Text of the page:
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Posted January 8, 2013
This book is about a woman who is losing her vision. She is learning to ajust to her life as a ligaly blind. She starts to learn that the you have to forget about your past and look forword to your life a head of you. She also learnd that asking for help takes alot of curage and the best part of your life is the famly around you.
(Sorry about my spelling errers)
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Posted January 9, 2013
A Lilac Wolf and Stuff Review
When I reviewed Hippie Boy, I told you I didn't even know it was a true story until I had finished reading it. Ingrid really does have a flair for words. She came to me and asked if I'd like to review it. I remembered her and knew for a fact I would love to read anything she writes. So here we are. And if you come back on Friday, she has sent along a guest post and a giveaway of her book Focus.
So, back to the book. Ingrid is writing about her degenerative eye disease, Retinitis Pigmentosa - which I'd never heard of before. She was going blind, slowly. And I wonder if that's worse. You are constantly aware of your field of vision getting smaller and smaller by degrees. She really does paint a vivid picture of the roller coaster of emotions.
Well, like most strong women, she wasn't willing to just accept the diagnosis and crawl into a corner. Her husband started problem solving and they moved into the city she she could use public transportation for anything she couldn't walk to. And she found a new doctor with alternative treatments. While it didn't cure her eyes, she did really come so much further than her journey through her childhood.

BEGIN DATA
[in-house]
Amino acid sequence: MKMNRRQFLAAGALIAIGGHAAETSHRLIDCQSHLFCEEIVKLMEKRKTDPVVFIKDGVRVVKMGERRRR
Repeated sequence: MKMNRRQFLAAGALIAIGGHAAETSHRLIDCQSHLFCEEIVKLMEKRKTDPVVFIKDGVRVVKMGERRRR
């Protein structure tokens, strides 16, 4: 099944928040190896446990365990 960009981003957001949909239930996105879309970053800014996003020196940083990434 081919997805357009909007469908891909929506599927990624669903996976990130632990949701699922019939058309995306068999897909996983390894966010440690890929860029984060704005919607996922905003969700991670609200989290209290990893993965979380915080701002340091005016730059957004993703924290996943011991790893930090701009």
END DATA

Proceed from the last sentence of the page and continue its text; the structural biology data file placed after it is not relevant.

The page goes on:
The fun thing in this book was reading about her desire to finish her memoir, Hippie Boy. She kept putting it off until her whole family was sick of hearing about it. There was a scene where her daughters were pretending to be her as an old woman saying, "My book! I need to finish my book!" and it was like a slap in the face. And then she made it happen. I'm glad she did, it was so good.
The not so comfortable bits were seeing things that I do that aren't helping me in my life there in print form. This memoir will make you laugh, cry, and think...much more than you probably want to. But it's totally worth the time and effort. And really, it's not much time. This woman has a way of grabbing you by the eyes and holding on until she's ready to let go.
I freaked out when I had forgotten the timeline I promised to review it in. I started reading it on Tuesday night. I finished it Wednesday morning during my workout. Seriously, like 2 hours. While I get that it's only 100 pages long, that time still went by incredibly fast - not a boring moment in here. And a funny little twist, she also talked about stem cells. She needs to talk to Amy from Monday! lol
Posted January 5, 2013
Posted November 11, 2012
In “Focus” Ingrid Ricks deals with the consequences of living with the degenerative eye disease retinitis pigmentosa. She learns to “focus” on, and appreciate, the important things in life. Shortly after receiving the diagnosis, she travels to a poor village in Africa and learns, in a heartbreaking chapter, what true suffering and deprivation is. She stops feeling sorry for herself, resets her priorities and decides to seize each passing day. (Her wonderful book “Hippie Boy” is one of the results.) You wouldn’t expect a book on a progressive illness to be so uplifting, but Ingrid Ricks’ writing is always perceptive and engaging. It’s well worth your attention.Was this review helpful? Yes NoThank you for your feedback. Report this reviewThank you, this review has been flagged.